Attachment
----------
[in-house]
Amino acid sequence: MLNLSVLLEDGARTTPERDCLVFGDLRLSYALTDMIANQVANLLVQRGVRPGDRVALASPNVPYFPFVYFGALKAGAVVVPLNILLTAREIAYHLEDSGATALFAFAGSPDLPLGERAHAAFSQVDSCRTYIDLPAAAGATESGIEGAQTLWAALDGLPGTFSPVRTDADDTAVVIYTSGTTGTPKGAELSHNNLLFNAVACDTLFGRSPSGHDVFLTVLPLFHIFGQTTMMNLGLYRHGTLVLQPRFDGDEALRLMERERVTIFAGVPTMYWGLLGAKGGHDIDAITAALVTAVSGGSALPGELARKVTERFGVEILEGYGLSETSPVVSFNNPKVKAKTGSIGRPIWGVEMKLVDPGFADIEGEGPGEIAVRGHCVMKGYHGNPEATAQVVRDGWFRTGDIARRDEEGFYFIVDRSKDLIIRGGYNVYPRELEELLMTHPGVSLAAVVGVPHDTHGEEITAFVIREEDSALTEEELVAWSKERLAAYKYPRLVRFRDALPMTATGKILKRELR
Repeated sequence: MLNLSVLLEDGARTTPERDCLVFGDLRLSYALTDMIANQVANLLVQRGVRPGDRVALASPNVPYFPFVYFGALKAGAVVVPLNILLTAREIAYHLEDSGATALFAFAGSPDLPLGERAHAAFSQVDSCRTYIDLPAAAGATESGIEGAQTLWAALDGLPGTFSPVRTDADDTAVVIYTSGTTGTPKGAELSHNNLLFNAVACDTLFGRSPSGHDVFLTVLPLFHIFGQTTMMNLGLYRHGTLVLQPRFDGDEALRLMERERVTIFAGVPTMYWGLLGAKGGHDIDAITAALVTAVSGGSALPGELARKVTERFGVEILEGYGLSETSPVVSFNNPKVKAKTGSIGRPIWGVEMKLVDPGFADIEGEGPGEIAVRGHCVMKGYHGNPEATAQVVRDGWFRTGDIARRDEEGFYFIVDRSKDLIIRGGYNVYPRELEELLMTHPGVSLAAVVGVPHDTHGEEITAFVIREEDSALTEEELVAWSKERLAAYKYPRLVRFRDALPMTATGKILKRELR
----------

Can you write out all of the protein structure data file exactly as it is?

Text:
[in-house]
Amino acid sequence: MLNLSVLLEDGARTTPERDCLVFGDLRLSYALTDMIANQVANLLVQRGVRPGDRVALASPNVPYFPFVYFGALKAGAVVVPLNILLTAREIAYHLEDSGATALFAFAGSPDLPLGERAHAAFSQVDSCRTYIDLPAAAGATESGIEGAQTLWAALDGLPGTFSPVRTDADDTAVVIYTSGTTGTPKGAELSHNNLLFNAVACDTLFGRSPSGHDVFLTVLPLFHIFGQTTMMNLGLYRHGTLVLQPRFDGDEALRLMERERVTIFAGVPTMYWGLLGAKGGHDIDAITAALVTAVSGGSALPGELARKVTERFGVEILEGYGLSETSPVVSFNNPKVKAKTGSIGRPIWGVEMKLVDPGFADIEGEGPGEIAVRGHCVMKGYHGNPEATAQVVRDGWFRTGDIARRDEEGFYFIVDRSKDLIIRGGYNVYPRELEELLMTHPGVSLAAVVGVPHDTHGEEITAFVIREEDSALTEEELVAWSKERLAAYKYPRLVRFRDALPMTATGKILKRELR
Repeated sequence: MLNLSVLLEDGARTTPERDCLVFGDLRLSYALTDMIANQVANLLVQRGVRPGDRVALASPNVPYFPFVYFGALKAGAVVVPLNILLTAREIAYHLEDSGATALFAFAGSPDLPLGERAHAAFSQVDSCRTYIDLPAAAGATESGIEGAQTLWAALDGLPGTFSPVRTDADDTAVVIYTSGTTGTPKGAELSHNNLLFNAVACDTLFGRSPSGHDVFLTVLPLFHIFGQTTMMNLGLYRHGTLVLQPRFDGDEALRLMERERVTIFAGVPTMYWGLLGAKGGHDIDAITAALVTAVSGGSALPGELARKVTERFGVEILEGYGLSETSPVVSFNNPKVKAKTGSIGRPIWGVEMKLVDPGFADIEGEGPGEIAVRGHCVMKGYHGNPEATAQVVRDGWFRTGDIARRDEEGFYFIVDRSKDLIIRGGYNVYPRELEELLMTHPGVSLAAVVGVPHDTHGEEITAFVIREEDSALTEEELVAWSKERLAAYKYPRLVRFRDALPMTATGKILKRELR